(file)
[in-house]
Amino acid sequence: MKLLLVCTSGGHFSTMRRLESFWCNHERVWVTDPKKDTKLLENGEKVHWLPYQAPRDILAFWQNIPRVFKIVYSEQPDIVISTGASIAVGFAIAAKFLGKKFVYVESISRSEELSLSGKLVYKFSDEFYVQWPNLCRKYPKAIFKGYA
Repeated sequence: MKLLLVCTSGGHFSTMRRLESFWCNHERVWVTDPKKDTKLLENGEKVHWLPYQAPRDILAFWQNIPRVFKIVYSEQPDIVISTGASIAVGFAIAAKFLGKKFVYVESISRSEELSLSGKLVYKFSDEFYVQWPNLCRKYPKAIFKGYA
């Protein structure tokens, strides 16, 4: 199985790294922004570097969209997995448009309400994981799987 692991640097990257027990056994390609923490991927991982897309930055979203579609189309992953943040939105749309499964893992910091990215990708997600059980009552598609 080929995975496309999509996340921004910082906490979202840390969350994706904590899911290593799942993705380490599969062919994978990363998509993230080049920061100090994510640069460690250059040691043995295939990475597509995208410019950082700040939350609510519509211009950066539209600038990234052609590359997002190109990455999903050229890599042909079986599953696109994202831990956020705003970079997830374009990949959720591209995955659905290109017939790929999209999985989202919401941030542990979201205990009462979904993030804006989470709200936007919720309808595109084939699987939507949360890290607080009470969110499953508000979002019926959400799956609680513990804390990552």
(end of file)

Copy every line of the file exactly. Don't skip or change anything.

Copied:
[in-house]
Amino acid sequence: MKLLLVCTSGGHFSTMRRLESFWCNHERVWVTDPKKDTKLLENGEKVHWLPYQAPRDILAFWQNIPRVFKIVYSEQPDIVISTGASIAVGFAIAAKFLGKKFVYVESISRSEELSLSGKLVYKFSDEFYVQWPNLCRKYPKAIFKGYA
Repeated sequence: MKLLLVCTSGGHFSTMRRLESFWCNHERVWVTDPKKDTKLLENGEKVHWLPYQAPRDILAFWQNIPRVFKIVYSEQPDIVISTGASIAVGFAIAAKFLGKKFVYVESISRSEELSLSGKLVYKFSDEFYVQWPNLCRKYPKAIFKGYA
């Protein structure tokens, strides 16, 4: 199985790294922004570097969209997995448009309400994981799987 692991640097990257027990056994390609923490991927991982897309930055979203579609189309992953943040939105749309499964893992910091990215990708997600059980009552598609 080929995975496309999509996340921004910082906490979202840390969350994706904590899911290593799942993705380490599969062919994978990363998509993230080049920061100090994510640069460690250059040691043995295939990475597509995208410019950082700040939350609510519509211009950066539209600038990234052609590359997002190109990455999903050229890599042909079986599953696109994202831990956020705003970079997830374009990949959720591209995955659905290109017939790929999209999985989202919401941030542990979201205990009462979904993030804006989470709200936007919720309808595109084939699987939507949360890290607080009470969110499953508000979002019926959400799956609680513990804390990552």